Abundance and Value

There are truths about life I don’t particularly like.

I don’t like disease and decay are a part of living – if you live long enough – and death if you don’t. It’s not fun or fair or even defensible. But it is true nonetheless.

One truth I particularly hate is this: People value you only in what you provide for them. If you provide them a positive, joyful experience, they will value you because of that experience. They may not value you once that experience, or your ability to provide it, wains.

Duty or obligation may keep a child visiting the nursing home. Fear of loss of even the little bit a failing spouse can provide, believing the alternative is no one, can cause even the abused to stay. Your job is only secure as long as you provide something more valuable to your employer.

Friends are there for us until the price of friendship is higher than its return. Until we become an emotional “money pit” where walking away yields the higher reward.

Honor used to keep people committed. Paying the toll. It was an artificial social constraint that is less seen today. In my opinion, it is good we no longer see obligation as the reason to stay in a relationship, to give to others, to spend our woefully limited emotional and chronological capital on others.

In the midst of this truth, we must ask: What can we depend on to have a personal sense of worth?

The only way to thrive, to live or even survive in the face of this truth is to value yourself. What you give yourself is more important by far than anything you can give to others.

A sense of self that says “I am a person who values me, who values the me I am” overcomes the sense of self-doubt and valuelessness others might project.

I give to others of my time, my emotions, my love not simply because of what they might give to me in return, but because it is my morality to love. I value myself enough to spend my capital on others, as well as on myself, because that is the kind of person I choose to be.

They may not “deserve” it. They may not have “earned” it. I give to them even when it is unrequited because I am that person. The person I am dictates how I live, how I love.

Are there situations, relationships, where I hope for a return? Certainly. There is a level of love I reserve for reciprocation. If it is not, then I may count the cost too high and choose to end the relationship rather than continue the pain of unrequited love.

But those relationships are rare, reserved only for the most intimate.

Loving freely is the mark of Abundance in your life. You are secure in yourself and who you are, knowing someone else’s response to you is not an indication of your value.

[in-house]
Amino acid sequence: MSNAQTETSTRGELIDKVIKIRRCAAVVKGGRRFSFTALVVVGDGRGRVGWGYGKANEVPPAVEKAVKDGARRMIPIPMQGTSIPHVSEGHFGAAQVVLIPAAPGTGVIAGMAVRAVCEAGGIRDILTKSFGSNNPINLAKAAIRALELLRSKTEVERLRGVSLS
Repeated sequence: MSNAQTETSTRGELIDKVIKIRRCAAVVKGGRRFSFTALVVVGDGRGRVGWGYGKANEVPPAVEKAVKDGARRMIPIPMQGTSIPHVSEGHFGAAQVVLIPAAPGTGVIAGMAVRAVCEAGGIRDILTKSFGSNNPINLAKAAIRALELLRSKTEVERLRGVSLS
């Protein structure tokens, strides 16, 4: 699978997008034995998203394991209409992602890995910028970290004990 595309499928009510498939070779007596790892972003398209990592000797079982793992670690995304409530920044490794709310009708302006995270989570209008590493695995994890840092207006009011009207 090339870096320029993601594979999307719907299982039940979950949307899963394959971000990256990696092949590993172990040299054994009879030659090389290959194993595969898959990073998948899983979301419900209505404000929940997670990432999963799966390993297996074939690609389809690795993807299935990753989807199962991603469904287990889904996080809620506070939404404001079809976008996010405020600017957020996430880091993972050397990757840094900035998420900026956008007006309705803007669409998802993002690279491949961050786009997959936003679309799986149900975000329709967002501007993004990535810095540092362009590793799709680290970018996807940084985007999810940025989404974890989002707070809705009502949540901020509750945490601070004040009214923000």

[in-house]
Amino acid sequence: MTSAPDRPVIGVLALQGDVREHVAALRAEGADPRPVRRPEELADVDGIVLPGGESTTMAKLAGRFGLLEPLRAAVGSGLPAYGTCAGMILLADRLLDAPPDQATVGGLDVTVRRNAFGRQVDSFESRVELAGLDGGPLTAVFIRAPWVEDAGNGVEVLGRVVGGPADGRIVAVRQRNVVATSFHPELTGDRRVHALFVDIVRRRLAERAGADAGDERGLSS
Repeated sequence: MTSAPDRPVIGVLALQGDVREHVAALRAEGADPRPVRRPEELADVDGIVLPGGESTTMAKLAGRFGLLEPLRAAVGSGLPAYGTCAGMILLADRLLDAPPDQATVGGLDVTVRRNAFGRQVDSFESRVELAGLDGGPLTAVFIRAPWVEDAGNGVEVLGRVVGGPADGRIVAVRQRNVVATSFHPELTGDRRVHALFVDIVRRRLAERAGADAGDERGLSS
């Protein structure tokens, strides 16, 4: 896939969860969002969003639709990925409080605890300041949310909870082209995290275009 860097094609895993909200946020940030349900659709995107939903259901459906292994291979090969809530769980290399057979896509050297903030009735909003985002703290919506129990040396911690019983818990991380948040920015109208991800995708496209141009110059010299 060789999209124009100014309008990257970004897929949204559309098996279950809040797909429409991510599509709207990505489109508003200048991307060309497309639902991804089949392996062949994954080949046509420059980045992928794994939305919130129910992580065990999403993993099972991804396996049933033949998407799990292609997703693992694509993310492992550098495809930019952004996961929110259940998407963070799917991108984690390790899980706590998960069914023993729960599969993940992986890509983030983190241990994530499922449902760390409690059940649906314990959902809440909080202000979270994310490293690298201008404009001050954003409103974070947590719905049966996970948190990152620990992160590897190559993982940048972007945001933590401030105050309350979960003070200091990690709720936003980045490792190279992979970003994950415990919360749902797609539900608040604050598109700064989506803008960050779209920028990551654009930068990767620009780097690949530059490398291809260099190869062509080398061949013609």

Fear robs us of Abundance. Fear someone will “see” us. Fear someone will “reject” us. Fear someone will not “value” us. Fear of not looking “cool” to others.

When we value ourselves, there is no place for fear to assail. We are content and proud of who we are. We love the person we have chosen to be.

The key to valuing yourself is to identify and then live according to your deepest held values. It causes us to respect ourselves.

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Worship: Chapter 1 – The Invisible Girl

This is a piece I started a while ago. I am going to be writing another chapter this week. Let me know your feedback. Also, if you would like to be a “beta reader” and give me pre-publish input, comment below and I’ll send you a draft to eviscerate.

Fictional Kevin

And G-d said, “Take now thy son, thine only son Isaac, whom thou lovest, and get thee into the land of Moriah; and offer him there for a burnt offering upon one of the mountains which I will tell thee of.” 

– Genesis 22:2

Beginnings are important.

While it is often said and accepted as fact one can begin again, it is a lie. A lie clad in white but a lie none the less. There is one beginning of a thing. There is one beginning of a person. There is one beginning of a story. And the beginning of a thing or a story or a person will determine its course – and its demise. The beginning of this thing and this person and this story were all the same: 32 years ago Abigail Upton was born.

Everyone is born into a different circumstance. Abigail, unfortunately, was born into invisibility.

She…

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Rational

Woman thinking rationally

It is rational to love first, everyone you meet.

It is rational to listen and actually hear someone’s heart and words.

It is rational to accept people exactly where they are.

Most would generally agree.

But…

It is rational to love yourself, no matter what.

It is rational to listen and actually hear your own heart and words.

It is rational to accept yourself exactly where you are.

I wonder how many agree?


Worship: Chapter 1 – The Invisible Girl

And G-d said, “Take now thy son, thine only son Isaac, whom thou lovest, and get thee into the land of Moriah; and offer him there for a burnt offering upon one of the mountains which I will tell thee of.” 

– Genesis 22:2

Beginnings are important.

While it is often said and accepted as fact one can begin again, it is a lie. A lie clad in white but a lie none the less. There is one beginning of a thing. There is one beginning of a person. There is one beginning of a story. And the beginning of a thing or a story or a person will determine its course – and its demise. The beginning of this thing and this person and this story were all the same: 32 years ago Abigail Upton was born.